Richard Florida

Richard Florida is Co-founder and Editor at Large of and Senior Editor at The Atlantic. He is director of the Martin Prosperity Institute at the University of Toronto and Global Research Professor at NYU. More

Florida is author of The Rise of the Creative Class, Who's Your City?, and The Great Reset. He's also the founder of the Creative Class Group, and a list of his current clients can be found here.
  • Before You Even Think About It

    Google has developed a nifty new algorithm to identify employees who are most likely to leave the company. Discoblog explains.

  • The Long Road Back

    Felix Salmon points to Julia Ioffe's TNR story on Nouriel Roubini, zeroing in on the long journey back to recovery.

  • Why Music Matters

    Universal Music Group, the world's largest recorded music company, is once again trying to adapt to the new world of digital music. It's created a…

  • Class and the Happiness of Nations

    Over the past week, I've discussed the role of class in economic performance, innovation, and entrepreneurship. But what about happiness? There is…

  • America's Dirtiest and Cleanest Cities

    The American Lung Association's State of the Air report on America's most polluted cities is out. Here's one summary (pointer via Planetizen).

  • Hipster Marketing

    Toyota's Scion brand is turning to hipster culture in its attempts to lure Gen Y (h/t: Ian Swain).

  • Uneven States of America Cont'd

    Here's the real map from the Social Science Research Council's American Human Development Project. MapScroll and Economix clear up any remaining confusion about an earlier, problematic map. Check out the project's website and terrific interactive maps.

  • The Geography of Unemployment

    The U.S. unemployment rate is nearly nine percent but varies widely by gender, race, and also by state and metropolitan region. Last month, 106 U.S. metros reported jobless rates of 10 percent or more, while 90 had rates below seven percent, according to data released today by the U.S. Bureau of Labor Statistics. So Charlotta Mellander and I decided to take a look at the factors that are associated with higher levels of regional unemployment. In the graphs below, we compare the year-over-year change in unemployment to human capital levels (that is the percent of a region's residents with a bachelor's degree or above) and the occupational and class structure.

  • Where Did All The Guitar Gods Go?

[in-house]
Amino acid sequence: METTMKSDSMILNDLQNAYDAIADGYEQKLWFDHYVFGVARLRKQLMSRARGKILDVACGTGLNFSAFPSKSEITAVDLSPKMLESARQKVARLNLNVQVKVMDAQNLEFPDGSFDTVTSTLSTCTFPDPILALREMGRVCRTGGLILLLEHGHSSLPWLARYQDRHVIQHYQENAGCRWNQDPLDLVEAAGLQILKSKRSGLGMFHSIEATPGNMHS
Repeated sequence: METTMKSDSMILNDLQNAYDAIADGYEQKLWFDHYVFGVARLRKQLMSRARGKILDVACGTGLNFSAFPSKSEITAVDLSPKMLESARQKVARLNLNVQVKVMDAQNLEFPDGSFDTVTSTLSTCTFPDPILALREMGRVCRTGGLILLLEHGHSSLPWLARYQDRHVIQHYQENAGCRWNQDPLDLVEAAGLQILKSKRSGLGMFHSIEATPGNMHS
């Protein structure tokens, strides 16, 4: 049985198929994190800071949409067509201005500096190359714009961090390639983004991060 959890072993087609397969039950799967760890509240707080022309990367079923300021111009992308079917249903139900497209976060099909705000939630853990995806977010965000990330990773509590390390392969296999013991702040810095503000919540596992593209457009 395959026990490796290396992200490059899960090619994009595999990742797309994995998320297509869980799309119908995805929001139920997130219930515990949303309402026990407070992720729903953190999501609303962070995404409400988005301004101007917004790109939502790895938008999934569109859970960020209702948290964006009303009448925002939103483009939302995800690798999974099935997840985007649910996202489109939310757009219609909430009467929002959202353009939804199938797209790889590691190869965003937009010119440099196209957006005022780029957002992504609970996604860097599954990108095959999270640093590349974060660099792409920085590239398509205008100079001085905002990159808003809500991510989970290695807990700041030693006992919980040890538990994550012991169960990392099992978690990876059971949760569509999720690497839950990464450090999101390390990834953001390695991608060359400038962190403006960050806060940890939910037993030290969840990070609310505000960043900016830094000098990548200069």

Ludovic Hunter-Tilney elaborates in the Financial Times noting the shift from the shredding solos of Hendrix, Clapton, Page, and Beck to the "shimmering" contextual tones of U2's Edge or Jonny Greenwood of Radiohead. What about Jack White?

  • Small Sports and Cities

    Too many cities have mortgaged their futures on big-time sports, letting their parks and high-school ball-fields go while pouring public dollars into…

  • Immigrants and Urban Revival

    Anti-immigration sentiment may be growing in some parts of the country, but this Philadelphia non-profit welcomes immigrants as part of a new urban…

  • Class and Entrepreneurship

    We all know the power of an Apple or a Google to create new business models and generate massive new wealth. But, long ago, the great economist…

  • The Nashville Effect

    Two members of rock-n-roll royalty are getting married. A couple of weeks ago, news broke that White Stripes drummer Meg White and guitarist Jackson…

  • Where Suburbs Come From

    Wendell Cox writes: "Most suburban growth is not the result of declining core city populations, but is rather a consequence of people moving from rural areas and small towns to the major metropolitan areas. It is the appeal of large metropolitan places that drives suburban growth..."

  • State Human Development Index Debunked

    Columbia University statistician Andrew Gelman is not impressed: "The 50 states don't vary much by life expectancy, literacy, and school enrollment. Sure, Hawaiians live a few years longer than Mississippians, and there are some differences in who stays in school, but by far the biggest differences between states, from these measures, are in GDP. The average income in Connecticut is twice that of Mississippi."

  • More Hipsters

    Chris points to "blipsters." But hipster bashing (blipsters included) is a growing sport. Music critic Carl Wilson provides perspective.

  • Taking Up Space

    This poster, courtesy of the city of Muenster, Germany, illustrates the different amounts of space taken up by different kinds of transit.

  • Cul de Sacs

    Fast Company points to this video by film-maker John Paget, winner of a Congress for New Urbanism competition on the connection between urbanism and the environment

  • FIRE

    The FIRE economy - which stands for finance, insurance, and real estate - is extraordinarily concentrated geographically. But, as of yet, the popping of the FIRE bubble doesn't appear to be having any substantial effect on regional unemployment.

  • Grads Going Global

    Earlier this week I posted on the best cities for college grads to launch their careers. But what are the top countries new grads are looking to? The same survey asked both American and foreign-born students to name the best countries in which to do so.


A Stop-Motion Tour of New York City

A filmmaker animated hundreds of still photographs to create this Big Apple flip book


The Absurd Psychology of Restaurant Menus

Would people eat healthier if celery was called "cool celery?"


This Japanese Inn Has Been Open for 1,300 Years

It's one of the oldest family businesses in the world.


What Happens Inside a Dying Mind?

Science cannot fully explain near-death experiences.



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